Plaintiffs incorrectly assert, without any evidentiary support, that Google eliminated the sponsored links of which Plaintiffs complain, such as "smartfares.com/Southwest." The Opposition mistakenly claims that Maronick used and surveyed the keyword "Southwest." (Opp. at 6-7 nn.12-13). Maronick testified he used the keyword "Southwest Airlines." (Mar. Dep., Ex. 2, p. 65). Perhaps this explains Plaintiffs' difficulty in finding the link when Mr. Meyer searched for something different ("Southwest") than Maronick searched ("Southwest Airlines"). In any event, Plaintiffs' error here and their concession that reliance on the keyword "Southwest Airlines" would create "false positives" (Opp. at 6 n.11), is an admission that the SWA survey by Maronick is so flawed it should be excluded. 8 Plaintiffs also attempt to deflect the serious consequences of some of Maronick's admissions by asserting that Neiman Marcus and Bloomingdales are related. (Opp. at 5). Regardless, Maronick testified that consumers clearly would not be confused by sponsored links that include the names of competitors. (Mot. at 5; Mar. Dep., 92-93) ("[C]an I buy Dunkin' Donuts at McDonald's or Krispy Kreme donuts. Clearly not."). 9 See Wells Fargo & Co. v. WhenU.com, Inc., 293 F.Supp.2d 734, 753 (E.D. Mich. 2003) (survey deemed unreliable because expert used leading questions that may have skewed the survey results); Vail Assoc., Inc. v. Vend-Tel-Co., Ltd., 516 F.3d 853, 864 n.8 (10th Cir. 2008) (exclusion due to, among other things, question bias and participant bias). 10 Plaintiffs simply claim that (1) the Fetzer survey's end results showed no confusion which does not even address the universe selection (Opp. at 8), (2) vacuums are supposedly more durable than bicycles and airline tickets without any support or explanation (Opp. at 9), and (3) the leading qualifier "in any way" (fatal to the Fetzer survey) Defendants' Reply to Plaintiffs' Opposition to Motion to Exclude Page 3
deficiencies should go to weight instead of admissibility does not apply.11 Maronick's failure to target the proper universe of consumers requires that his surveys be excluded.12 The Maronick Surveys Failed to Use any Controls. Maronick immediately conceded that Survey 2 used no control (Mar. Dep., 216-17), and he ultimately admitted that Survey 1 also lacked one. (Mar. Dep., 311-12). The failure to use any controls alone requires exclusion.13 Confusing the concepts of universes and controls, Plaintiffs claim no controls were needed because the Maronick Surveys "filtered for knowledge." (Opp. at 3, 11-12). As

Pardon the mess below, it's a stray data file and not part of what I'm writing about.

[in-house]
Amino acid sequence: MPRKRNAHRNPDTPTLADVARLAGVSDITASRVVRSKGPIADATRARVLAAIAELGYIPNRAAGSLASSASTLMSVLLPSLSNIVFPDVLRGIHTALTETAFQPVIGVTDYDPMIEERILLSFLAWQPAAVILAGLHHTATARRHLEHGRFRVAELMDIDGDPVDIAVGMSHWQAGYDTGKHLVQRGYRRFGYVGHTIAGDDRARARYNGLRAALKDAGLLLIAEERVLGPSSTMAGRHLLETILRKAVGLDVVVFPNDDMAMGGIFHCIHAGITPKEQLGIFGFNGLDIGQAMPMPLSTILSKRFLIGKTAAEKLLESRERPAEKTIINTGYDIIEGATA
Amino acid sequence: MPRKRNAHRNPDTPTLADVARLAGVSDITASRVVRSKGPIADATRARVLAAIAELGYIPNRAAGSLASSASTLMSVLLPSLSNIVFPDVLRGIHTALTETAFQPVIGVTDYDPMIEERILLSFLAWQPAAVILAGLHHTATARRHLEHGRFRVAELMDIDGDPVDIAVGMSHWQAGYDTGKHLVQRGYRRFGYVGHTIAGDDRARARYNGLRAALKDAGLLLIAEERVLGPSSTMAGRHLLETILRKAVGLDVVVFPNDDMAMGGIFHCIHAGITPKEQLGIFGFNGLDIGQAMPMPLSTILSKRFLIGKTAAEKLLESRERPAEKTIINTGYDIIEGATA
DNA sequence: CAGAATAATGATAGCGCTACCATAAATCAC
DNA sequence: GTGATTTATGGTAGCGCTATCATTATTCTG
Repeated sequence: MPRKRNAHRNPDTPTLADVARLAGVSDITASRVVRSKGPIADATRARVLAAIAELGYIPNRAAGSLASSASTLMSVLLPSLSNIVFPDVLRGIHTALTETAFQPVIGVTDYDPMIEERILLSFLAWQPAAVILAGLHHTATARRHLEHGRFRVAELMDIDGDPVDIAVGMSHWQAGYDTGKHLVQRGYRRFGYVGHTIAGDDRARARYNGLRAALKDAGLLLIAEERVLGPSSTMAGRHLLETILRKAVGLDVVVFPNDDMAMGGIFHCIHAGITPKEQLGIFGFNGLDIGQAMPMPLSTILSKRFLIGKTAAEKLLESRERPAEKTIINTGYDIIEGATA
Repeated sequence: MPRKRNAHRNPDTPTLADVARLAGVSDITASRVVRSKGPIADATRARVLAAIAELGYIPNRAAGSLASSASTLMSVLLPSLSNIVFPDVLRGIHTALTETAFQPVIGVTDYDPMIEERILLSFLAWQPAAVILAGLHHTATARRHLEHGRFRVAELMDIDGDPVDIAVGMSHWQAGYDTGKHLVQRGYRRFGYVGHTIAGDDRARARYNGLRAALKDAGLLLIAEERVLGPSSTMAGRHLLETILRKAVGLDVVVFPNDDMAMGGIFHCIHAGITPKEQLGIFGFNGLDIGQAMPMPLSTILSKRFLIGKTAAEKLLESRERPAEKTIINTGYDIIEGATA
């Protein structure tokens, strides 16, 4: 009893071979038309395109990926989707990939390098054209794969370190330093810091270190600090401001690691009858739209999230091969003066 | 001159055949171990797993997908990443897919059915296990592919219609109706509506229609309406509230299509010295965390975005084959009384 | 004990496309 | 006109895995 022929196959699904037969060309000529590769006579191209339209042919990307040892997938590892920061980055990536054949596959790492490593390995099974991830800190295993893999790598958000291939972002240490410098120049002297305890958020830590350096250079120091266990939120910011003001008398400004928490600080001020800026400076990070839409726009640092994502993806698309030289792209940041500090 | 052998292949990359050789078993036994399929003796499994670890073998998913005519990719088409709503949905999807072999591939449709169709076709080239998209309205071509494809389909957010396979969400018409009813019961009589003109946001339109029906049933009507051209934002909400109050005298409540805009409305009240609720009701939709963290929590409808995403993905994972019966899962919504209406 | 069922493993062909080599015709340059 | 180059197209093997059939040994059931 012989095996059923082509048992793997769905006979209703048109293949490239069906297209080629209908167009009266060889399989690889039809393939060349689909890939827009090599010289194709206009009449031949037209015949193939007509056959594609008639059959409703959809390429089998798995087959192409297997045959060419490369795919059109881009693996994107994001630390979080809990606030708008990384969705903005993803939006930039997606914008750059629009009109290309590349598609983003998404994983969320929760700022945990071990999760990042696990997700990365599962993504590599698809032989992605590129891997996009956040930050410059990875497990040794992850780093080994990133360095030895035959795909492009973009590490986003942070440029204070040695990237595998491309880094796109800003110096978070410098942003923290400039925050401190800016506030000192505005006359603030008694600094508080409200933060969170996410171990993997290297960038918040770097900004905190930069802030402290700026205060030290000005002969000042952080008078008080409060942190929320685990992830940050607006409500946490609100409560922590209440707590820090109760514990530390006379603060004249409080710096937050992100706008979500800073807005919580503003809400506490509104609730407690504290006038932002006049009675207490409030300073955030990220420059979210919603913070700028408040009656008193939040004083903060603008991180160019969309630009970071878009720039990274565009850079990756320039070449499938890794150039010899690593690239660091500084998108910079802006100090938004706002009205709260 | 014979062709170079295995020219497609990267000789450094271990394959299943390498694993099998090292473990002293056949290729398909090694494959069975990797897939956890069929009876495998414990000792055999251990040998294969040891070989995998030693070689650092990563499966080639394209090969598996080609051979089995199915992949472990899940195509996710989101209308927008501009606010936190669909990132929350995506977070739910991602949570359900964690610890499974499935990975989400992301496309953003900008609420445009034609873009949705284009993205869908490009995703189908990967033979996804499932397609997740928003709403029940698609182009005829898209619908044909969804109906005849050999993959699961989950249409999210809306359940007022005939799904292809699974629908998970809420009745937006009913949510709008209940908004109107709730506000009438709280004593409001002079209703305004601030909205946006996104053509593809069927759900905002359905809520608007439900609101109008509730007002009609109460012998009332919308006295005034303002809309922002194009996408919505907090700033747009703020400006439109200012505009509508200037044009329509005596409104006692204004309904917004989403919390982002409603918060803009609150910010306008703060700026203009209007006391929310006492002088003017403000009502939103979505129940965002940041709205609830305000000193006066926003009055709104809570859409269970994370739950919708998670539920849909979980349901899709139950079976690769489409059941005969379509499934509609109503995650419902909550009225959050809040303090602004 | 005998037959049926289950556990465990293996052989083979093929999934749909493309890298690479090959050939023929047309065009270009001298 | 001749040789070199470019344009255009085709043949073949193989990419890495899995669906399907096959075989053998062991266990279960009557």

explained by Simonson, the issue of control is separate and unrelated to universe. (Simonson Supp. Decl. ¶¶3-6). Even if we accept the "filtering" assertion, it does not excuse or substitute for the lack of controls. (Id.). Likewise, Plaintiffs' reliance on Kinetic Concepts, in support of their claim that "screening for familiarity" should be treated as a control, is misplaced. (Opp. at 11). Kinetic Concepts merely found that control questions may be used as an alternative to a separate control group, citing to Shari Diamond.14 Kinetic Concepts, 2006 WL 6505346, at *4 n.41. But Diamond supports exclusion here, because all respondents must be asked control questions unrelated to the product or service at issue. Diamond at 260. There is no evidence that
is somehow materially different than Maronick's qualifier "in some way" again without any support or explanation (Opp. at 9). Even accepting such distinctions, they would not have changed the result in Fetzer because, as here, the survey universe was "suspiciously underinclusive" and said nothing about the relevant class of potential consumers. Fetzer, 381 F.3d at 488. 11 Plaintiffs erroneously compare their surveys to the underinclusive universe survey spared in Kinetic Concepts, Inc. v. Blue Sky Med. Corp., 2006 WL 6505346, at *4 (W.D. Tex. 2006). However, Kinetic Concepts involved a universe of physicians and nurses which, despite not being the direct purchasers of the product at issue, at least influenced the purchasing decisions of their administrators. Id. Plaintiffs offer no evidence, much less argument, as to how this could possibly apply here. 12 Fetzer, 381 F.3d at 487; Am. Footwear Corp. v. General Footwear Co., 609 F.2d 655, 661 n.4 (2d Cir. 1979) (rejecting survey in which participants did not have a present purchasing interest). 13 THOIP, 690 F. Supp. 2d at 240 (excluding report); Wells Fargo & Co., 293 F. Supp.2d at 768-69. 14 Shari Seidman Diamond, "Reference Guide on Survey Research," in Fed. Jud. Ctr., Reference Manual On Scientific Evidence, 256-60 (2d ed. 2000). Maronick recognizes Diamond as "authoritative." (Mar. Dep., 12-15).